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    ABSTRACT: Exposure to natural environments can have calming and stress-reducing effects on humans. Moreover, previous studies suggest that these benefits may be greater in areas with higher species richness. Our study took advantage of a “natural experiment” to examine people’s behavioral, physiological, and psychological reactions to increases in levels of marine biota in a large aquarium exhibit during three stages of restocking: Unstocked, Partially stocked, and Fully stocked. We found that increased biota levels were associated with longer spontaneous viewing of the exhibit, greater reductions in heart rate, greater increases in self-reported mood, and higher interest. We suggest that higher biota levels, even in managed settings, may be associated with important well-being and health benefits, particularly for individuals not able to access the natural analogues of managed environments.
    Environment and Behavior 07/2015; DOI:10.1177/0013916515597512 · 1.27 Impact Factor
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    • "Urban populations depend on rural areas to supply essential provisioning ecosystem services including food, fibres, wood and water, and it is often assumed that urban areas are unable to make any significant contribution to such services. However, urban greenspaces deliver a variety of supporting, regulating and cultural ecosystem services (Davies et al. 2011a; G omez-Baggethun et al. 2013; Nowak et al. 2013a), including high species richness (McKinney 2008), improved psychological well-being (Fuller et al. 2007), reduced stormwater run-off and air pollution interception (Saebø et al. 2012). Better management of urban *Correspondence author. "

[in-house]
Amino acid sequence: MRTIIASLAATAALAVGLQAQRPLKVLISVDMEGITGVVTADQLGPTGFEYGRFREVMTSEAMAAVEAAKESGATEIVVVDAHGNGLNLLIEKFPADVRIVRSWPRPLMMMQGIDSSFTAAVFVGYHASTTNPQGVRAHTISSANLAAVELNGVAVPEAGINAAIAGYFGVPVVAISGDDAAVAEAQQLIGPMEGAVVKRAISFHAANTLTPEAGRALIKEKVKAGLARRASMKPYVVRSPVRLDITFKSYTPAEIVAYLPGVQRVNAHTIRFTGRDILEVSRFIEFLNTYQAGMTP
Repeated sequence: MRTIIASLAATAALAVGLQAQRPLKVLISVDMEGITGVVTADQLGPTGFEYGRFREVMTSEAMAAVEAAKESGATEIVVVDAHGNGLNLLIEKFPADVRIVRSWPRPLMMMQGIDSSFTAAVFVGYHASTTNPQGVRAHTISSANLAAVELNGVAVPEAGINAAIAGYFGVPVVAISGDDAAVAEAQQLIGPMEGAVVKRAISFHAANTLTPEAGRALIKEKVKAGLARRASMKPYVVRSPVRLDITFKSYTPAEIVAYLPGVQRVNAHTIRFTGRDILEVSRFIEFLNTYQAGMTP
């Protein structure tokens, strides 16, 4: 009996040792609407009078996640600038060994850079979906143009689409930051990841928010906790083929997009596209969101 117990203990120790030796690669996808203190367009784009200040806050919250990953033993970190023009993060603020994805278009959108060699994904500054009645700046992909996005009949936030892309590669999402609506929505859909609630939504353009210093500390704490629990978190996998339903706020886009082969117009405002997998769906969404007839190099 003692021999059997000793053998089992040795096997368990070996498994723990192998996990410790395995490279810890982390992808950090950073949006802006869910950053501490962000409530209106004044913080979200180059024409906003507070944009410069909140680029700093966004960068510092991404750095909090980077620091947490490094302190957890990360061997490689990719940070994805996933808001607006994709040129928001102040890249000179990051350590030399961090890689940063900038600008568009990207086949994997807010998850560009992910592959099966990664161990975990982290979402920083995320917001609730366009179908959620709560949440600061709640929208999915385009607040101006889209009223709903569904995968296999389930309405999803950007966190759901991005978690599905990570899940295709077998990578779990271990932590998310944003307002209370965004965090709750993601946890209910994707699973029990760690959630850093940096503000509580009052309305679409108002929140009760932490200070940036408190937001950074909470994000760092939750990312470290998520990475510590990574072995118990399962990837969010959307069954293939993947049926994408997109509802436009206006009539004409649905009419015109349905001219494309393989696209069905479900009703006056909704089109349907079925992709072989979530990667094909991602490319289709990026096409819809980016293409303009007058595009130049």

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    ABSTRACT: 1.The capacity of urban areas to deliver provisioning ecosystem services is commonly overlooked and underutilized. Urban populations have globally increased five-fold since 1950, they disproportionately consume ecosystem services and contribute to carbon emissions, highlighting the need to increase urban sustainability and reduce environmental impacts of urban dwellers. Here we investigated the potential for increasing carbon sequestration, and biomass fuel production, by planting trees and short-rotation coppice (SRC) respectively, in a mid-sized UK city as a contribution to meeting national commitments to reduce CO2 emissions.2.Iterative GIS models were developed using high resolution spatial data. The models were applied to patches of public and privately owned urban greenspace suitable for planting trees and SRC, across the 73 km2 area of the city of Leicester. We modelled tree planting with a species-mix based on the existing tree populations, and SRC with willow and poplar to calculate biomass production in new trees, and carbon sequestration into harvested biomass over 25 years.3.An area of 11 km2 comprising 15% of the city, met criteria for tree planting and had the potential over 25 years to sequester 4200 tonnes of carbon above-ground. Of this area, 5.8 km2 also met criteria for SRC planting and over the same period this could yield 71 800 tonnes of carbon in harvested biomass.4.The harvested biomass could supply energy to over 1566 domestic homes or 30 municipal buildings, resulting in avoided carbon emissions of 29 236 tonnes of carbon over 25 years when compared to heating by natural gas. Together with the net carbon sequestration into trees, a total reduction of 33 419 tonnes of carbon in the atmosphere could be achieved in 25 years by combined SRC and tree planting across the city.5.Synthesis and applications. We demonstrate that urban greenspaces in a typical UK city are underutilized for provisioning ecosystem services by trees and especially short-rotation coppice (SRC), which has high biomass production potential. For urban greenspace management we recommend that planting SRC in urban areas can contribute to reducing food–fuel conflicts on agricultural land and produce renewable energy sources close to centres of population and demand.This article is protected by copyright. All rights reserved.